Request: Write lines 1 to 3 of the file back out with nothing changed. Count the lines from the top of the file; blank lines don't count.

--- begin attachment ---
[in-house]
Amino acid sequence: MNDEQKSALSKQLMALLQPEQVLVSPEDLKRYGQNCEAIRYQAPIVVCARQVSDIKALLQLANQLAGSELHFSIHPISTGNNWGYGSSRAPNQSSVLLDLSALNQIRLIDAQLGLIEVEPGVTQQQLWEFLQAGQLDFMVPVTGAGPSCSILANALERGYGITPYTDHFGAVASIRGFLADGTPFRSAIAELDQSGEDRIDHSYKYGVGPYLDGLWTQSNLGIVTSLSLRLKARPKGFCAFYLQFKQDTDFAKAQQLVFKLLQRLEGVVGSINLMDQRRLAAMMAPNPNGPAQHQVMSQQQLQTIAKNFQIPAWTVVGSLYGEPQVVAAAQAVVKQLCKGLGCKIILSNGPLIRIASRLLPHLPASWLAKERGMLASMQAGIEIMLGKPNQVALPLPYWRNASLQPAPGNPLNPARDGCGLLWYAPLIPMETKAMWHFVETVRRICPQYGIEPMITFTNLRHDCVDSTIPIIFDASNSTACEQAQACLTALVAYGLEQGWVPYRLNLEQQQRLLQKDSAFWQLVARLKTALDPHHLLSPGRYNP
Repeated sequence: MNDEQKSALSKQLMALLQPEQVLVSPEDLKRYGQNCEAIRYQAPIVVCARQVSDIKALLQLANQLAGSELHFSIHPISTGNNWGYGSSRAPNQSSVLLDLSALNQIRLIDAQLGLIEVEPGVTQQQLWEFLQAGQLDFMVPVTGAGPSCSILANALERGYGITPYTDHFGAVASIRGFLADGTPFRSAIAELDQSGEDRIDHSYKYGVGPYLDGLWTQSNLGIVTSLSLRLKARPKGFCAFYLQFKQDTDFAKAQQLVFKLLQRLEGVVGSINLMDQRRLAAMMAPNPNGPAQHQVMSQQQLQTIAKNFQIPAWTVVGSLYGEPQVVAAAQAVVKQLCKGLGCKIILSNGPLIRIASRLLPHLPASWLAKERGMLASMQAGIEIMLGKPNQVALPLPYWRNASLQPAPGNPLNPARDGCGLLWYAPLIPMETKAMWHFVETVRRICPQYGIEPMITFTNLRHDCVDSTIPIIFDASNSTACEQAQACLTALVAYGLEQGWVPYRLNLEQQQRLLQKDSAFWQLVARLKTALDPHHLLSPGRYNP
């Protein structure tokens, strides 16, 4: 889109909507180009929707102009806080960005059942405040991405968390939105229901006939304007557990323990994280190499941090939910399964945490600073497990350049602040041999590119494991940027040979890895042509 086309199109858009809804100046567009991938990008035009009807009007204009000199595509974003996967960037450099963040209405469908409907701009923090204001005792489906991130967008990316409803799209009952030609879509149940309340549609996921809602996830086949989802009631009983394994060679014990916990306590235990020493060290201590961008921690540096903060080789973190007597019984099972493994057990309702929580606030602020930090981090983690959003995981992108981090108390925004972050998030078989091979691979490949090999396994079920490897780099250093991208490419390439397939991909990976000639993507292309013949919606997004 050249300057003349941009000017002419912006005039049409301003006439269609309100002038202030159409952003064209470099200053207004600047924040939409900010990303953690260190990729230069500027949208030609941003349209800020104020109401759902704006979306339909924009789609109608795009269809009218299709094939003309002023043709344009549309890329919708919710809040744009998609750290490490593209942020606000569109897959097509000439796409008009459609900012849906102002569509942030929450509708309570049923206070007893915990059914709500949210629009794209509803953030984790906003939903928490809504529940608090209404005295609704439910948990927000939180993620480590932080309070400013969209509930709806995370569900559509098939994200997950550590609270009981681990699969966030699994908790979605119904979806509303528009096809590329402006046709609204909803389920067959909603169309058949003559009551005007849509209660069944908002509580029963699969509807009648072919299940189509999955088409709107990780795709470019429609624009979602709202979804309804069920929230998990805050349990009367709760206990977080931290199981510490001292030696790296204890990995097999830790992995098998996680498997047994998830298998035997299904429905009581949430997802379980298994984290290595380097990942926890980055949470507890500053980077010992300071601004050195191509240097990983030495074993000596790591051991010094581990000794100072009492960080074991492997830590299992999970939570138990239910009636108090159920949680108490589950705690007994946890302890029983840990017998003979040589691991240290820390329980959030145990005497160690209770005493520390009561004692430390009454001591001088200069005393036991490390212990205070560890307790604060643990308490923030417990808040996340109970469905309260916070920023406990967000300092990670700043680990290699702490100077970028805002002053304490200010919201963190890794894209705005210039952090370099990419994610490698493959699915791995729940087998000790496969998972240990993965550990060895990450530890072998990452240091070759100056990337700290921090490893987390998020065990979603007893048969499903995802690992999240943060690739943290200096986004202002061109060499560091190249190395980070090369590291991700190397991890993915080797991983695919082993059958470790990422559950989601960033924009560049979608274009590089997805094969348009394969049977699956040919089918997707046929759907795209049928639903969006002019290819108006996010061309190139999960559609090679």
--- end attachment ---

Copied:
[in-house]
Amino acid sequence: MNDEQKSALSKQLMALLQPEQVLVSPEDLKRYGQNCEAIRYQAPIVVCARQVSDIKALLQLANQLAGSELHFSIHPISTGNNWGYGSSRAPNQSSVLLDLSALNQIRLIDAQLGLIEVEPGVTQQQLWEFLQAGQLDFMVPVTGAGPSCSILANALERGYGITPYTDHFGAVASIRGFLADGTPFRSAIAELDQSGEDRIDHSYKYGVGPYLDGLWTQSNLGIVTSLSLRLKARPKGFCAFYLQFKQDTDFAKAQQLVFKLLQRLEGVVGSINLMDQRRLAAMMAPNPNGPAQHQVMSQQQLQTIAKNFQIPAWTVVGSLYGEPQVVAAAQAVVKQLCKGLGCKIILSNGPLIRIASRLLPHLPASWLAKERGMLASMQAGIEIMLGKPNQVALPLPYWRNASLQPAPGNPLNPARDGCGLLWYAPLIPMETKAMWHFVETVRRICPQYGIEPMITFTNLRHDCVDSTIPIIFDASNSTACEQAQACLTALVAYGLEQGWVPYRLNLEQQQRLLQKDSAFWQLVARLKTALDPHHLLSPGRYNP
Repeated sequence: MNDEQKSALSKQLMALLQPEQVLVSPEDLKRYGQNCEAIRYQAPIVVCARQVSDIKALLQLANQLAGSELHFSIHPISTGNNWGYGSSRAPNQSSVLLDLSALNQIRLIDAQLGLIEVEPGVTQQQLWEFLQAGQLDFMVPVTGAGPSCSILANALERGYGITPYTDHFGAVASIRGFLADGTPFRSAIAELDQSGEDRIDHSYKYGVGPYLDGLWTQSNLGIVTSLSLRLKARPKGFCAFYLQFKQDTDFAKAQQLVFKLLQRLEGVVGSINLMDQRRLAAMMAPNPNGPAQHQVMSQQQLQTIAKNFQIPAWTVVGSLYGEPQVVAAAQAVVKQLCKGLGCKIILSNGPLIRIASRLLPHLPASWLAKERGMLASMQAGIEIMLGKPNQVALPLPYWRNASLQPAPGNPLNPARDGCGLLWYAPLIPMETKAMWHFVETVRRICPQYGIEPMITFTNLRHDCVDSTIPIIFDASNSTACEQAQACLTALVAYGLEQGWVPYRLNLEQQQRLLQKDSAFWQLVARLKTALDPHHLLSPGRYNP